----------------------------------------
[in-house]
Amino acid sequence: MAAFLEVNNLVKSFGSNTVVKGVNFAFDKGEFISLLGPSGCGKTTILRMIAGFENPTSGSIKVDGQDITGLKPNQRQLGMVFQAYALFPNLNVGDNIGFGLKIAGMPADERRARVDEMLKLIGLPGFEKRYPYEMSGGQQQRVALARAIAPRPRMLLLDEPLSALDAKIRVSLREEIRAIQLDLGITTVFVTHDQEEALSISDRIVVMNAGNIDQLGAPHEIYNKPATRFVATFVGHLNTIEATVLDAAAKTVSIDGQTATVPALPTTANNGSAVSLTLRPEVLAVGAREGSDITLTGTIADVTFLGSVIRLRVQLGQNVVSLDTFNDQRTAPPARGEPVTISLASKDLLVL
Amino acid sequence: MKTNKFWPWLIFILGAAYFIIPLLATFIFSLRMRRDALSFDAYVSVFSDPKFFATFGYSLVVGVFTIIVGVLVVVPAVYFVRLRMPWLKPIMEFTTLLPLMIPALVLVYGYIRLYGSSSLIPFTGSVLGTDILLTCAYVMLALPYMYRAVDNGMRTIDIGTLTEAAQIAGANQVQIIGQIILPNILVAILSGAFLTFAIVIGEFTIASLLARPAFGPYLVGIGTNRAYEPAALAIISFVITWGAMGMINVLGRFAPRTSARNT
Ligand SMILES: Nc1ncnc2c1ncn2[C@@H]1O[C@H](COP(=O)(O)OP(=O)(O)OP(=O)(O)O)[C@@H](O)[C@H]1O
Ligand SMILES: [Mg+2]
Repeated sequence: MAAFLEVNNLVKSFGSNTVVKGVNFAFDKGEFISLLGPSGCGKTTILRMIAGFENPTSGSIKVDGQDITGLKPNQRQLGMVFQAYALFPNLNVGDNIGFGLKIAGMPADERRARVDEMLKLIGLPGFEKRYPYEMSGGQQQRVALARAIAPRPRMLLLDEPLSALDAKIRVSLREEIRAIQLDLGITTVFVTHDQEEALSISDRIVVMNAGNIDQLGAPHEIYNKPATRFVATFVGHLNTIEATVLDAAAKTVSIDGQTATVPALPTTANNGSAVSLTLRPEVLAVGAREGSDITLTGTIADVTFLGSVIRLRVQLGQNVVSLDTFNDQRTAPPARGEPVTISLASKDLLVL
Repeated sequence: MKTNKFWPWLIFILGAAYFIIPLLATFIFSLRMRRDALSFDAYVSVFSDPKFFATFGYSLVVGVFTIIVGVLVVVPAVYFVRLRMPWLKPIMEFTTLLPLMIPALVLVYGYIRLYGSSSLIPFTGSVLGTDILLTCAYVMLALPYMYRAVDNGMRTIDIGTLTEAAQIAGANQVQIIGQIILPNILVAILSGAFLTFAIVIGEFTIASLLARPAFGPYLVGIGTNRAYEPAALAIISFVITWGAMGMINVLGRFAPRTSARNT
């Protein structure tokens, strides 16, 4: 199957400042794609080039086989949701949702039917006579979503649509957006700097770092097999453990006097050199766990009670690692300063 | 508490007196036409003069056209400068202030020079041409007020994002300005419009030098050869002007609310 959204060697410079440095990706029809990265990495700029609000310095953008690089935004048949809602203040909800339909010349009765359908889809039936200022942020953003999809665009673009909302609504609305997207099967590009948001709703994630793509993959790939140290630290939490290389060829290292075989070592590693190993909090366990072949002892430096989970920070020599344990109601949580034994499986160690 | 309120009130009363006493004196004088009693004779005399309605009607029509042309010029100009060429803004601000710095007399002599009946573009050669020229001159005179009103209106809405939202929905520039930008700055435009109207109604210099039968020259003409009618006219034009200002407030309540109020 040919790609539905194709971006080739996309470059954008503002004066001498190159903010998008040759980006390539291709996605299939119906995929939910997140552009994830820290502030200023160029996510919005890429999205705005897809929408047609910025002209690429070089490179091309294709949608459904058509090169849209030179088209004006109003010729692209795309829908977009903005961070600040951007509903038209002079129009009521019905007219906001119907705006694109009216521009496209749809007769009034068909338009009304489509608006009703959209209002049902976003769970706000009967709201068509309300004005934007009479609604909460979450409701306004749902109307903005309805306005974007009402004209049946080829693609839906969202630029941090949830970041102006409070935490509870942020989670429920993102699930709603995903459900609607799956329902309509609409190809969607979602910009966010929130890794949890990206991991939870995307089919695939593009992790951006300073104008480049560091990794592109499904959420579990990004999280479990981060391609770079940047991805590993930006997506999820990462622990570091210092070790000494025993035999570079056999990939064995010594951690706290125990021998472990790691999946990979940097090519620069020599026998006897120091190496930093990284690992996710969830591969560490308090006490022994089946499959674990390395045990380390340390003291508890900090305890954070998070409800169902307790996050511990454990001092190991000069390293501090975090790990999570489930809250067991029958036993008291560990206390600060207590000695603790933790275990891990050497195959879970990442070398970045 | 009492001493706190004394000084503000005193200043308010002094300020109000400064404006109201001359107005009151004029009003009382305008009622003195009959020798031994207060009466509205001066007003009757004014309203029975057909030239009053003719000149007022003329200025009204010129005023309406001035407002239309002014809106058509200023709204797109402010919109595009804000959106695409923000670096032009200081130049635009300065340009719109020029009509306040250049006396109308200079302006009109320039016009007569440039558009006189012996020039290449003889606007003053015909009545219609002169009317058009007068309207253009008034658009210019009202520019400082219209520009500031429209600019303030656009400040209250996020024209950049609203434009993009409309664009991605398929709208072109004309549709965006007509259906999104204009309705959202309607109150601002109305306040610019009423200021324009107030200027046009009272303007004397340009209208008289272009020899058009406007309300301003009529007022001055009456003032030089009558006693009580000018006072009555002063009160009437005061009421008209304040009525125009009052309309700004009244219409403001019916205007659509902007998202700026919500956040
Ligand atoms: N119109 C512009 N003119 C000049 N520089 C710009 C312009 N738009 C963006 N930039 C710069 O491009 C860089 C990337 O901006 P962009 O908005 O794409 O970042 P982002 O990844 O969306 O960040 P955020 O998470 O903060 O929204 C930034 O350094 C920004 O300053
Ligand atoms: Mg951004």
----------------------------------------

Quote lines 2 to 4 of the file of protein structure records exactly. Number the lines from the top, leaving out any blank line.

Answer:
Amino acid sequence: MAAFLEVNNLVKSFGSNTVVKGVNFAFDKGEFISLLGPSGCGKTTILRMIAGFENPTSGSIKVDGQDITGLKPNQRQLGMVFQAYALFPNLNVGDNIGFGLKIAGMPADERRARVDEMLKLIGLPGFEKRYPYEMSGGQQQRVALARAIAPRPRMLLLDEPLSALDAKIRVSLREEIRAIQLDLGITTVFVTHDQEEALSISDRIVVMNAGNIDQLGAPHEIYNKPATRFVATFVGHLNTIEATVLDAAAKTVSIDGQTATVPALPTTANNGSAVSLTLRPEVLAVGAREGSDITLTGTIADVTFLGSVIRLRVQLGQNVVSLDTFNDQRTAPPARGEPVTISLASKDLLVL
Amino acid sequence: MKTNKFWPWLIFILGAAYFIIPLLATFIFSLRMRRDALSFDAYVSVFSDPKFFATFGYSLVVGVFTIIVGVLVVVPAVYFVRLRMPWLKPIMEFTTLLPLMIPALVLVYGYIRLYGSSSLIPFTGSVLGTDILLTCAYVMLALPYMYRAVDNGMRTIDIGTLTEAAQIAGANQVQIIGQIILPNILVAILSGAFLTFAIVIGEFTIASLLARPAFGPYLVGIGTNRAYEPAALAIISFVITWGAMGMINVLGRFAPRTSARNT
Ligand SMILES: Nc1ncnc2c1ncn2[C@@H]1O[C@H](COP(=O)(O)OP(=O)(O)OP(=O)(O)O)[C@@H](O)[C@H]1O